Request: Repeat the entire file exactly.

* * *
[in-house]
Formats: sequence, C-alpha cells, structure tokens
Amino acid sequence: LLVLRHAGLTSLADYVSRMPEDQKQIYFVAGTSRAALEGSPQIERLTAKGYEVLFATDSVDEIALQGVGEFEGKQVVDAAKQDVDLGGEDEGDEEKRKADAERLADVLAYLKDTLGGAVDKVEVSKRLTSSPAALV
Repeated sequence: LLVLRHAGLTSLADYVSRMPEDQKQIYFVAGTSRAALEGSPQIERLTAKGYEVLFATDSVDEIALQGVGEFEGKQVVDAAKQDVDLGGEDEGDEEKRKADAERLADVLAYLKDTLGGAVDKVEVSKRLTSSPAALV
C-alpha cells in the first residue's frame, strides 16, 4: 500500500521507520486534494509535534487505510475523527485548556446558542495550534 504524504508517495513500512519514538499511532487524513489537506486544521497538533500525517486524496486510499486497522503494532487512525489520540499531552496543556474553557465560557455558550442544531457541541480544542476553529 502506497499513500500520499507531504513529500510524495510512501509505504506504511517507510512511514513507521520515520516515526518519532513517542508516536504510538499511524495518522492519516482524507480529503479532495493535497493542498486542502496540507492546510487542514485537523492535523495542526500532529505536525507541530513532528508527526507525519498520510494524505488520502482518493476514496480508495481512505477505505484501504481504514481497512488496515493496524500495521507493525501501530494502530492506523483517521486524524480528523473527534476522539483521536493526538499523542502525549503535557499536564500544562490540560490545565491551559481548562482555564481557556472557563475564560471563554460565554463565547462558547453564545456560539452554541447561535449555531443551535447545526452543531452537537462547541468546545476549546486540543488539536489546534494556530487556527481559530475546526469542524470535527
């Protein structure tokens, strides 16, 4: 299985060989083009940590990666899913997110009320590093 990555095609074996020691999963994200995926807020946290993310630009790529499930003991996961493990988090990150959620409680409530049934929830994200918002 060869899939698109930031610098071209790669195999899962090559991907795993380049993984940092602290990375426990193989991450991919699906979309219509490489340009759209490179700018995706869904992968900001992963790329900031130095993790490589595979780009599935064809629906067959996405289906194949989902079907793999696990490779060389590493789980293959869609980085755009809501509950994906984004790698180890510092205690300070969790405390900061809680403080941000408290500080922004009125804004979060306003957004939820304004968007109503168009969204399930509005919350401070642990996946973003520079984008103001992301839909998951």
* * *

[in-house]
Formats: sequence, C-alpha cells, structure tokens
Amino acid sequence: LLVLRHAGLTSLADYVSRMPEDQKQIYFVAGTSRAALEGSPQIERLTAKGYEVLFATDSVDEIALQGVGEFEGKQVVDAAKQDVDLGGEDEGDEEKRKADAERLADVLAYLKDTLGGAVDKVEVSKRLTSSPAALV
Repeated sequence: LLVLRHAGLTSLADYVSRMPEDQKQIYFVAGTSRAALEGSPQIERLTAKGYEVLFATDSVDEIALQGVGEFEGKQVVDAAKQDVDLGGEDEGDEEKRKADAERLADVLAYLKDTLGGAVDKVEVSKRLTSSPAALV
C-alpha cells in the first residue's frame, strides 16, 4: 500500500521507520486534494509535534487505510475523527485548556446558542495550534 504524504508517495513500512519514538499511532487524513489537506486544521497538533500525517486524496486510499486497522503494532487512525489520540499531552496543556474553557465560557455558550442544531457541541480544542476553529 502506497499513500500520499507531504513529500510524495510512501509505504506504511517507510512511514513507521520515520516515526518519532513517542508516536504510538499511524495518522492519516482524507480529503479532495493535497493542498486542502496540507492546510487542514485537523492535523495542526500532529505536525507541530513532528508527526507525519498520510494524505488520502482518493476514496480508495481512505477505505484501504481504514481497512488496515493496524500495521507493525501501530494502530492506523483517521486524524480528523473527534476522539483521536493526538499523542502525549503535557499536564500544562490540560490545565491551559481548562482555564481557556472557563475564560471563554460565554463565547462558547453564545456560539452554541447561535449555531443551535447545526452543531452537537462547541468546545476549546486540543488539536489546534494556530487556527481559530475546526469542524470535527
């Protein structure tokens, strides 16, 4: 299985060989083009940590990666899913997110009320590093 990555095609074996020691999963994200995926807020946290993310630009790529499930003991996961493990988090990150959620409680409530049934929830994200918002 060869899939698109930031610098071209790669195999899962090559991907795993380049993984940092602290990375426990193989991450991919699906979309219509490489340009759209490179700018995706869904992968900001992963790329900031130095993790490589595979780009599935064809629906067959996405289906194949989902079907793999696990490779060389590493789980293959869609980085755009809501509950994906984004790698180890510092205690300070969790405390900061809680403080941000408290500080922004009125804004979060306003957004939820304004968007109503168009969204399930509005919350401070642990996946973003520079984008103001992301839909998951």